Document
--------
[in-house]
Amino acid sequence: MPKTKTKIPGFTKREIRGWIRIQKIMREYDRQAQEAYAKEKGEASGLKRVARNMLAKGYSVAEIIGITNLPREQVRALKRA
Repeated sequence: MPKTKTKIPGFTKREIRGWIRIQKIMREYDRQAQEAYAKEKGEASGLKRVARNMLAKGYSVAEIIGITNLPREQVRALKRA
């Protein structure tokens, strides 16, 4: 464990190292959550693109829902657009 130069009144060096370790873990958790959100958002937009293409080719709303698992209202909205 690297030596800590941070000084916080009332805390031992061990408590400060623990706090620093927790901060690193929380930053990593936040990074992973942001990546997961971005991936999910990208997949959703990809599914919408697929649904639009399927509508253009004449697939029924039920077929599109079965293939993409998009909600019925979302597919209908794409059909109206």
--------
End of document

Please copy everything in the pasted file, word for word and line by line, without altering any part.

[in-house]
Amino acid sequence: MPKTKTKIPGFTKREIRGWIRIQKIMREYDRQAQEAYAKEKGEASGLKRVARNMLAKGYSVAEIIGITNLPREQVRALKRA
Repeated sequence: MPKTKTKIPGFTKREIRGWIRIQKIMREYDRQAQEAYAKEKGEASGLKRVARNMLAKGYSVAEIIGITNLPREQVRALKRA
């Protein structure tokens, strides 16, 4: 464990190292959550693109829902657009 130069009144060096370790873990958790959100958002937009293409080719709303698992209202909205 690297030596800590941070000084916080009332805390031992061990408590400060623990706090620093927790901060690193929380930053990593936040990074992973942001990546997961971005991936999910990208997949959703990809599914919408697929649904639009399927509508253009004449697939029924039920077929599109079965293939993409998009909600019925979302597919209908794409059909109206």